With the alleged 500 million members floating around its virtual world, Facebook offers us daily access to the witnesses to our lives.  Whereas our parents’ generation had faded pictures and fuzzy memories to rely on to communicate stories of their childhood and successes, we have witnesses that we can call on… daily… to reminisce with, remember with… People that serve as living breathing evidence that we existed and continue to exist.

If you take the time to think about it, it’s a pretty powerful concept.

But with all of these advantages, the lawyer in me can’t help but wonder about the disadvantages.  If life is a house, Facebook is like a bay window without shades.  It creates local celebrities among us offering free tickets to our edited reality show.  But like every reality show, I wonder how much is illusion and how much is real life. And in turn, how much of the illusion becomes a part of your real life?

I consider myself a fairly happy person.  I love my family and they love me.  I am content with the direction my career is going in.  While some days are sunnier than others, my good days far outnumber my bad ones.  When I am sitting at my computer, updating a status, uploading a picture or adding words and phrases to my profile, I realize that as social networkers, we can paint our lives however we may want.  Yet still, I often find myself perusing the pages of my Facebook “friends”, fighting my inner green eyed monster to keep up.  One women on my friends list posted pictures of her child smiling ecstatically with DJ Lance Rock from a recent Yo Gabba Gabba Live concert.  While I was happy for her and her clearly happy child, after seeing the photos, I manically went on a search to find the pre-sale code to purchase tickets for my son for the show in New York this fall.  Before I knew it, I had three tickets, was negative $300 bucks and I was calling my husband telling him about our plans.  He was okay with it (because he knows a happy wife makes a happy life) but I missed out on engaging him in the process and including him in the excitement of planning our son’s first concert. 

Similarly, the other day my son was serenading my husband and I with his toy microphone and I spent half the song searching from my Blackberry to snap pictures and videos of him and the other half sending the pictures to Facebook and family members.  I even urged him to sing the song again so I could capture it from the beginning.  By the time it was over, I realized I had practically missed out on the entire moment trying to record it and share it.  Trying to remanufacture a period in my life just to say – “Look how great we are!”  I am angry at myself for not just sitting down and enjoying the moment.  Capturing that beautiful moment where my son was singing and my husband was smiling in my mind and finding contentment in the experience.  Why couldn’t I just kick it old school and call the grandparents and tell them about it the next day?

When did the “Share” button become such an integral part of my human experience?

Recently, a couple close to me has been going through a divorce.  A knock-down, drag-out, messy divorce.  However, one glance at their respective Facebook pages and you would assume they are still living in marital bliss.  Despite their fighting, they still manage to create happy status updates, pose for a picture with the kids or take a picture of their beautiful home on a sunny day.  Despite their mutual unhappiness, they still find the need to manufacture their lives for public consumption.  Why? For what?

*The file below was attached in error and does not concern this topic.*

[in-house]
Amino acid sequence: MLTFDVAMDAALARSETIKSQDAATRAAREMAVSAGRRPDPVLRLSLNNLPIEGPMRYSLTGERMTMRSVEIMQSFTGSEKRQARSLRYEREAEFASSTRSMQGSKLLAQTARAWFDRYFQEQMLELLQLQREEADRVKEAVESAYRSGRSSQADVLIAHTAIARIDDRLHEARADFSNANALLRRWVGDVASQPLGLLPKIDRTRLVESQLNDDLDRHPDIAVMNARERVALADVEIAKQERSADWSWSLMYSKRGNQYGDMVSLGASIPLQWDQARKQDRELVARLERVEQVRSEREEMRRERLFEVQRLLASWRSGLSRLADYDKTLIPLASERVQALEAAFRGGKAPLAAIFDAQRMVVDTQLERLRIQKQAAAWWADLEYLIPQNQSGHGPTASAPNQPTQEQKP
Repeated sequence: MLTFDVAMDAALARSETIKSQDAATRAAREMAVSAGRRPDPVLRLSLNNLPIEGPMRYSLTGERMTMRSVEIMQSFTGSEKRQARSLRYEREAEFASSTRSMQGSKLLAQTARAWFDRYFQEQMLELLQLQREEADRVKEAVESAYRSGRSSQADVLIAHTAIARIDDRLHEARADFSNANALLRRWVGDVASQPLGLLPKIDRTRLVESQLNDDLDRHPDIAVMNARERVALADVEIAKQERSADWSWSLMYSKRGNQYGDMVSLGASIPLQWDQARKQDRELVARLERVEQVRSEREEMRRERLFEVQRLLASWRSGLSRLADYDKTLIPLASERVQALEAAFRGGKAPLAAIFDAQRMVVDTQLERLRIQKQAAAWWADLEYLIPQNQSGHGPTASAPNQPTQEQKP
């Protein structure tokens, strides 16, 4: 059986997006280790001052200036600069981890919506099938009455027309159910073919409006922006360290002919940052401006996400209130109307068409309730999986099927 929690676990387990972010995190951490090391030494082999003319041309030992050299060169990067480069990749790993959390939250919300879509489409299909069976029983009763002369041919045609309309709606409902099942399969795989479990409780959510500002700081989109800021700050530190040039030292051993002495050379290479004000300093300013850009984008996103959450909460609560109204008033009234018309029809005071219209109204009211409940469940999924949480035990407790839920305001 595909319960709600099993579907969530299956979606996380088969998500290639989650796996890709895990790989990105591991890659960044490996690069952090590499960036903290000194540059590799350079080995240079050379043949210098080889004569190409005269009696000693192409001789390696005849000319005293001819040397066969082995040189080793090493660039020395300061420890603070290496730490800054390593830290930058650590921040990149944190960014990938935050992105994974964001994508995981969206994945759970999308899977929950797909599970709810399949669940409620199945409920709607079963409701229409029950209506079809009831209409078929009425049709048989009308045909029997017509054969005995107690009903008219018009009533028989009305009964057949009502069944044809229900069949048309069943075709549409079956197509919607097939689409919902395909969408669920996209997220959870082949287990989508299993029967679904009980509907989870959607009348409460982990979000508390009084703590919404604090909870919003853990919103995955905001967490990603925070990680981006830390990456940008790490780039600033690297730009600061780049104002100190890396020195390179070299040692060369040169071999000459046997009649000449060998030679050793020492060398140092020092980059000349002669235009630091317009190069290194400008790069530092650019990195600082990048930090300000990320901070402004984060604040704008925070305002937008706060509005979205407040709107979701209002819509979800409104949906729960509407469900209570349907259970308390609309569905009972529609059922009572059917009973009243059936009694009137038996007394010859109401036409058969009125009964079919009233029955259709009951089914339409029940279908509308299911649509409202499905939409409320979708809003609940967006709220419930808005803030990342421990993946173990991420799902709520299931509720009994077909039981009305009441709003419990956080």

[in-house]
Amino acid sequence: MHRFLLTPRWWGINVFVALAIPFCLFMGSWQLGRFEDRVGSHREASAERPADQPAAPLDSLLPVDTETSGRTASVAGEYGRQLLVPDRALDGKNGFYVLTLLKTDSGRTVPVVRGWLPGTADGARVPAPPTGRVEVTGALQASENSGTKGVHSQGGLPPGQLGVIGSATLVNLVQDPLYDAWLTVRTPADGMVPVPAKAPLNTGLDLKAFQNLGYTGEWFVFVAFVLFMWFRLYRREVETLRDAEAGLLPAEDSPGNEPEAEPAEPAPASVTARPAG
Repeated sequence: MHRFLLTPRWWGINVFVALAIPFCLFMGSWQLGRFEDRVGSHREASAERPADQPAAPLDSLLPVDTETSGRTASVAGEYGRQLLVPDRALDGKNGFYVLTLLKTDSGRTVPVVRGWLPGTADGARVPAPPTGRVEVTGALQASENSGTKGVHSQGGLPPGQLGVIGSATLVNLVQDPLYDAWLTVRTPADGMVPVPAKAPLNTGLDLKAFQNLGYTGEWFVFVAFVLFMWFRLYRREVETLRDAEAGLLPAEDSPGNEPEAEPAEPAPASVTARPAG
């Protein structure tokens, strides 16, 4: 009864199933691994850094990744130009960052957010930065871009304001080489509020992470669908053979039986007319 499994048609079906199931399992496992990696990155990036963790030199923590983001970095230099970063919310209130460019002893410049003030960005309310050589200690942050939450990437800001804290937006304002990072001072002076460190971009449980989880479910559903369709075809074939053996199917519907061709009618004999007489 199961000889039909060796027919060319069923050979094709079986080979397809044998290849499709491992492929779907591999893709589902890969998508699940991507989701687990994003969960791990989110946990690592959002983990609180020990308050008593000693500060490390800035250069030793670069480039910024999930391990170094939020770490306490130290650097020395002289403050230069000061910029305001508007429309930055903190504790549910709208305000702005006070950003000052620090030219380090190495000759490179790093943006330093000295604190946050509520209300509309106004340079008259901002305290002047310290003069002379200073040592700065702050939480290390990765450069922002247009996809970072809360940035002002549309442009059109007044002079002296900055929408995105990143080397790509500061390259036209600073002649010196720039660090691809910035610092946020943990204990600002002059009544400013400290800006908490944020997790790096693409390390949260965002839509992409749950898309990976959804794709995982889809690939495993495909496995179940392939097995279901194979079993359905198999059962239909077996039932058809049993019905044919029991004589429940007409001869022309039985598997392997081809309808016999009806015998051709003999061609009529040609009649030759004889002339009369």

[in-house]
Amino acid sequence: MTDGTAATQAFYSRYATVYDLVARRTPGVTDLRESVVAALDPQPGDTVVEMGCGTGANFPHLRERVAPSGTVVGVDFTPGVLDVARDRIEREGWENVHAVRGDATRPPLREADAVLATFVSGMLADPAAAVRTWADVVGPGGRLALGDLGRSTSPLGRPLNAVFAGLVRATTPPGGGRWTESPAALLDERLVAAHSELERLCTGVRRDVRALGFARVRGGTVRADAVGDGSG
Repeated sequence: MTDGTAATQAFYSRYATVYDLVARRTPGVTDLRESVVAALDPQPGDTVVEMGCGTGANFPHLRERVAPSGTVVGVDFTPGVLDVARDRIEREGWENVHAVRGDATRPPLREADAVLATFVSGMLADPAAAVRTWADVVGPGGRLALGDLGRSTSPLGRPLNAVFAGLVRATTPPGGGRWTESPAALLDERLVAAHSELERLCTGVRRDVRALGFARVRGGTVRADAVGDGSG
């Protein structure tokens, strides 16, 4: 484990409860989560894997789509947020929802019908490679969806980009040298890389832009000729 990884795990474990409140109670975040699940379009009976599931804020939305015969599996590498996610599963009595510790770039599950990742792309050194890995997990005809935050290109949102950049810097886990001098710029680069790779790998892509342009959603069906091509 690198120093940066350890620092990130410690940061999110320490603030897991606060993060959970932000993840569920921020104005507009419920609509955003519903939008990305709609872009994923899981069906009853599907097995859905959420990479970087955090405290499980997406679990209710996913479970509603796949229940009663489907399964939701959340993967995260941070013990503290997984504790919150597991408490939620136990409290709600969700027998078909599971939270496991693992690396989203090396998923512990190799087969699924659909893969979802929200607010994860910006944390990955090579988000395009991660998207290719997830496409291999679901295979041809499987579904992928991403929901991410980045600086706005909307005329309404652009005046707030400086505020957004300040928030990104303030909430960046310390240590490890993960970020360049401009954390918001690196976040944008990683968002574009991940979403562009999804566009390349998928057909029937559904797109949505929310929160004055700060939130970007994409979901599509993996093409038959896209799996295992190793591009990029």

This is not to say that I am going to give up all social networking.  The fact that I am a blogger is not lost on me.  I just find it ironic that this mechanism whose goal was to make us connected can leave us feeling so disconnected.  I can only conclude that I may need to start consciously limiting its exposure into my life – if for nothing else, but to be more present.

What about you? How do you balance this new age of social networking into the realities of your everyday life?

Tiara Faith McCray

Tiara Faith McCray

Tiara is native of New York City and reluctant resident of the DC Metro Area. She is a writer in her heart but a lawyer by profession. She is a wife and also a mom to two boys. She is a self proclaimed and self loving oddball. She is determined to find both spirituality and happiness and like any true totalitarian matriarch, impose both on her family. She is wise enough to know that this may not happen simultaneously.

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The Truth About Mom and Dad

When I was about nine years old, one of my parents did something that hurt me.  It was not intentional but I did not deserve it.  At this point, it does not matter who said it or why but my first parental scar was formed.  I remember going to my eldest brother for advice.  Our meeting place was usually the top of the stairs in the hallway of our childhood home in Queens, New York.  I was crying and rambling and he was listening, like a good big brother does.  When I was done, he spoke.  He comforted me with his big brother wisdom.  Then, he said something surprising.  He said that the accused parent was wrong and only human.

Wrong? Human?
What a novel concept… Our parents are fallible?  They aren’t supernatural barometers of right and wrong chock full of the limitless unconditional love of fairy tales?  He repeated it often throughout the years. 
“Why would she say that? Why didn’t he do this?”  I often whined.
“Only human…“  he echoed. 

It took me awhile to understand this concept but I credit it with saving me from at least 50% of the angst I would have had in my teenage years had we not had these conversations.